Friday 23 August 2013

War Games at the Museum of Childhood

The family 'stay-cation' rumbles onward and this week we have been focusing on exploiting the good weather with plenty of outdoor activities and a few trips to the beach. But yesterday we had a busy day with a trip to the Theatre in the morning followed by a visit to the Museum of Childhood in Bethnal Green in the afternoon. I have been wanting to revisit this great little museum for a while because they are currently running a special exhibition called War Games which explores the sometimes complex relationship between war and children's play. It contains a wide and interesting range of toys that have been influenced by warfare from 1800 to the present day, included a few that have a special place in my past (you know your getting old when your childhood toys appear in a museum!).

I shot a load of photo's as usual and here is a small selection of my pictures to give a flavor of what to expect.

The War Games Exhibition at the Museum of Childhood at Bethnal Green
Toy Catalogue dated to 1840-42 in Germany
Copy of Little Wars by H.G.Wells
The Strategy Game 'Risk'
Cardboard Prussian Cuirassiers from 1870
The Battle of El Teb soldiers 1890 - German 'Tin' Flats
Model Toy Tank with concealed Sniper - by Louis Marx & Co USA in the 1920's
German Lancers from 1920's
Marching Nazi Sturmabteilung Troops (Brownshirts) - Made by Hausser in Germany 1930's
Home made war toys - German Cardboard Tanks from 1930's
Anti-Aircraft Gun - Made by Tipp & Co Germany in the 1930's
'Young Patriot' Made by Colorgraphic Inc in the USA in 1942
Sunny Andy Tank by Wolverine in 1918
Home Casting Kits made in Germany in 1978 by Westfalische Zinnfuguren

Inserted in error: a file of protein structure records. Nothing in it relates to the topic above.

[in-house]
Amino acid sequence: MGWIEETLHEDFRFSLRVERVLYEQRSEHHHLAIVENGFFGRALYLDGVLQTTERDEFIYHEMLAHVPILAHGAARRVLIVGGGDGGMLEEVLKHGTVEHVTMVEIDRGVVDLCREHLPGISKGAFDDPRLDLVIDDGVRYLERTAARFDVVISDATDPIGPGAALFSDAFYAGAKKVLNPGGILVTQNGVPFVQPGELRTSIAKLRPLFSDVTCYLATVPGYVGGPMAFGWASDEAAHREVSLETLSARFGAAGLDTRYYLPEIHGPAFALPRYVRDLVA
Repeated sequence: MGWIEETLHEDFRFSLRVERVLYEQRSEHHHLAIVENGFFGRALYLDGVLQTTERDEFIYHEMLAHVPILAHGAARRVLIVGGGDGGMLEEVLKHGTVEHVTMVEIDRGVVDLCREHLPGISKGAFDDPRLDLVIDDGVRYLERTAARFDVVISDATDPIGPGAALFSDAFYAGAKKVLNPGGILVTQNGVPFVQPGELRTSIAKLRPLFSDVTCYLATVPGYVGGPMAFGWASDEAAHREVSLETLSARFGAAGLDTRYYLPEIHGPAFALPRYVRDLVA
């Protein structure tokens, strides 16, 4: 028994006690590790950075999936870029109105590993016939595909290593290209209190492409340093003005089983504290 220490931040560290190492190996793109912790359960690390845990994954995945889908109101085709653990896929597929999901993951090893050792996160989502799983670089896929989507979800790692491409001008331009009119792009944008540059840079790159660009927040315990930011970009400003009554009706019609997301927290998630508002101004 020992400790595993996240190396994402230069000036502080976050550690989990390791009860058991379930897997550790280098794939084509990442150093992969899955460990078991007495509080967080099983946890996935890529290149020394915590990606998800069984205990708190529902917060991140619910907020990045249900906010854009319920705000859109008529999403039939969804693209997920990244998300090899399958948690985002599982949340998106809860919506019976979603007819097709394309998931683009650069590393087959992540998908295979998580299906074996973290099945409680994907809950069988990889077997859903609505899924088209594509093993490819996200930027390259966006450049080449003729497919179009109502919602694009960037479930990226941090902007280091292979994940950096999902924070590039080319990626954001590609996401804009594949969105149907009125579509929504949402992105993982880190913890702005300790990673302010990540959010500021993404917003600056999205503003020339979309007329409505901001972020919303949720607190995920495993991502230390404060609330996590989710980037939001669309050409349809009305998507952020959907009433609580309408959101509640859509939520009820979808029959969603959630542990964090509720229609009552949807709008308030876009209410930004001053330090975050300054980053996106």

Captain America comic dated 1969 (first published in 1941)
Inside the Bethnal Green Museum of Childhood
Plastic Toy Soldiers from the 1950's
French Propaganda 'toy soldier' Poster
I went with both my kids in tow and I'd recommend that if you do intend on visiting you need to take a kid along or you'll look a bit strange walking around the rest of the museum alone! If you get a chance this exhibition is well worth a visit. 


  1. Interesting exhibit. That home-made cardboard tank is pretty impressive. Early scratch-builders ;)

  2. What an amazing looking museum, I have to confess I wasn't aware of it so thank you.

  3. Fascinating stuff. Thanks for posting.

  4. Excellent tour, thanks. I particularly like the flats. They have always had a degree of fascination for me.

  5. It's been years since I've been there. Will have to pay another visit one day. Add it to the ever growing list.


Thank you for leaving a comment. I always try to reply as soon as I can, so why not pop back later and continue the conversation. In the meantime, check out my YouTube channel Miniature Adventures TV